Positive trends in annual values of river runoff for 1920-2002 were detected for several rivers in Denmark, Southern Sweden and Lapland. In Russia for basins located south and southwest of the Gulf of Finland, annual runoff for 1978-2002 increased by about one third compared to long-term values. Significant positive trends were common in the entire north of the Baltic Sea basin in winter river runoff (Dec-Feb) during the period 1941-2002. Winter runoff from Finland in the Baltic Sea has increased at 785 m3 per second during the period 1912-2003. In the Russian part of the Baltic Sea basin, winter runoff has increased remarkably, with 40-140% increase in the basins south and southwest of the Gulf of Finland, and 6-44% in the Karelian isthmus. The increase of wintertime runoff has also been observed in Estonia, Latvia and in Belarus. A warming trend has been observed in the Finnish, Estonian and in the Byelorussian lakes (Baltic assessment of climate change).

The January 2007 workshop resulted in an overarching vision, as well as high level and more specific questions. The overall vision is increasing understanding of how climate change and eutrophication will impact on marine and coastal waters, and the degree to which climate change will exacerbate future eutrophication and harmful algal bloom problems? The questions raised below will require complex scientific and policy responses.

General questions:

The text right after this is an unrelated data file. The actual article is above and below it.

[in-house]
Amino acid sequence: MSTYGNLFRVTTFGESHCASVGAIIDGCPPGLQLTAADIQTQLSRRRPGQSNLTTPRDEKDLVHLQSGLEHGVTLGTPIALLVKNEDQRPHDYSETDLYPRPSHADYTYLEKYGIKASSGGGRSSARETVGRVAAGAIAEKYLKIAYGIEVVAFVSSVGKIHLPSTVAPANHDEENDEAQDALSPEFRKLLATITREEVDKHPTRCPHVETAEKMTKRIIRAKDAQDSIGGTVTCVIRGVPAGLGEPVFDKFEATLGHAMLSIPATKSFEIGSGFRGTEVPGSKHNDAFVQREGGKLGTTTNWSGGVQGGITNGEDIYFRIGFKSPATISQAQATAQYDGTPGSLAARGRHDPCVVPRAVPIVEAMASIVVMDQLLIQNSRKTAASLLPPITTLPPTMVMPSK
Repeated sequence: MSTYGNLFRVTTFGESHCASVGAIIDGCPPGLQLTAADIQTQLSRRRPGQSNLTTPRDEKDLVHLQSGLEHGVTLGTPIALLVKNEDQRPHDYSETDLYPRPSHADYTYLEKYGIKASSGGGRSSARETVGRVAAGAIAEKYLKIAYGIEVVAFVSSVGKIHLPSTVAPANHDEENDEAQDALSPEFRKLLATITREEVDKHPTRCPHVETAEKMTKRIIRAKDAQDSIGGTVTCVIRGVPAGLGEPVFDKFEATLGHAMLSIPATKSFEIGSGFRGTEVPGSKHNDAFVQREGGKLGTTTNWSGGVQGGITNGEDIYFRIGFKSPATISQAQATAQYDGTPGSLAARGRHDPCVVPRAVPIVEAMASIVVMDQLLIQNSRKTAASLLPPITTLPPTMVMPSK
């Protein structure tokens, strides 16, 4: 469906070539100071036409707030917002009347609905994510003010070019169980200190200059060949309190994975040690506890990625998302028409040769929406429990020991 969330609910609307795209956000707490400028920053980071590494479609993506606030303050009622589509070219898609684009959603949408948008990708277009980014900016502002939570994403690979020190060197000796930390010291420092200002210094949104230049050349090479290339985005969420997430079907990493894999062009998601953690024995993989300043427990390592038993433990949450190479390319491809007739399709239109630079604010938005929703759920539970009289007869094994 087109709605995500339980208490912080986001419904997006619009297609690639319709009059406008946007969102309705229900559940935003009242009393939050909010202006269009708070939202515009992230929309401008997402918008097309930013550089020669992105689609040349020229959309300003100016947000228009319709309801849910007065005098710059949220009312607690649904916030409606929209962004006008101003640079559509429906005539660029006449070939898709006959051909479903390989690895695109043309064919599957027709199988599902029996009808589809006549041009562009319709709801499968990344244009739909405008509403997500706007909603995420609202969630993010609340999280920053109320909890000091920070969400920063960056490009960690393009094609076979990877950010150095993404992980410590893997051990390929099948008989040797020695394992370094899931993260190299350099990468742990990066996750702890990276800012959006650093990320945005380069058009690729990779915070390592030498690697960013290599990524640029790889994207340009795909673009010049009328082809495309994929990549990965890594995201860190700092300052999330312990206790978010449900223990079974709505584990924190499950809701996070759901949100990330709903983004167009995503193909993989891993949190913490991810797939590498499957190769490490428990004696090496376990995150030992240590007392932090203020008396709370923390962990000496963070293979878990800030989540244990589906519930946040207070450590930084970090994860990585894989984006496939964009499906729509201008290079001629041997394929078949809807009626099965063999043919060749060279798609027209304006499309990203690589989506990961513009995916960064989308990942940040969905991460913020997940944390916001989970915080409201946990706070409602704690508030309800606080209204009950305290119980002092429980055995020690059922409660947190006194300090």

Evidence that climate change is exacerbating existing coastal and marine eutrophication? To what degree will further climate driven environmental change result in eutrophication? What are the implications of eutrophication-related undesirable disturbance in terms of maintenance of ecosystem functions, and how much is too much, i.e. irreversible damage or irrecoverable loss of a species? What are the ‘common problems’ associated with eutrophication across regional seas, and how will different marine systems respond? What are the key factors to prioritise in bringing about recovery and reversal of eutrophication?

Specific questions:

How should we measure change in eutrophication? What are the appropriate assessment and measurement endpoints? How do we assess harm, and measure recovery? Can we limit and reverse damage or harm through reducing undesirable disturbance? Will increased temperature interact with continued high nutrient loading to increase the severity of eutrophication symptoms? How and why exactly is increased stratification increasing the scope, impact and effect of eutrophication? The potential of application of existing models to aid understanding and projection of areas likely to experience heightened problems of eutrophication as a result of climate change? Associated identification of future modelling requirements? Eutrophication in the coastal zone is a result of multiple 'pressures' including climatic forcing. How can we use available time-series from monitoring systems to allow the investigation of climate change as one of the pressures that can lead to eutrophication? What are the restoration and adaptation strategies? Are there eutrophication ‘hot spots’ in Europe? Can gaining better understanding of these areas help elsewhere? Potential transferability of developments and tools in the freshwater sector to the marine sector?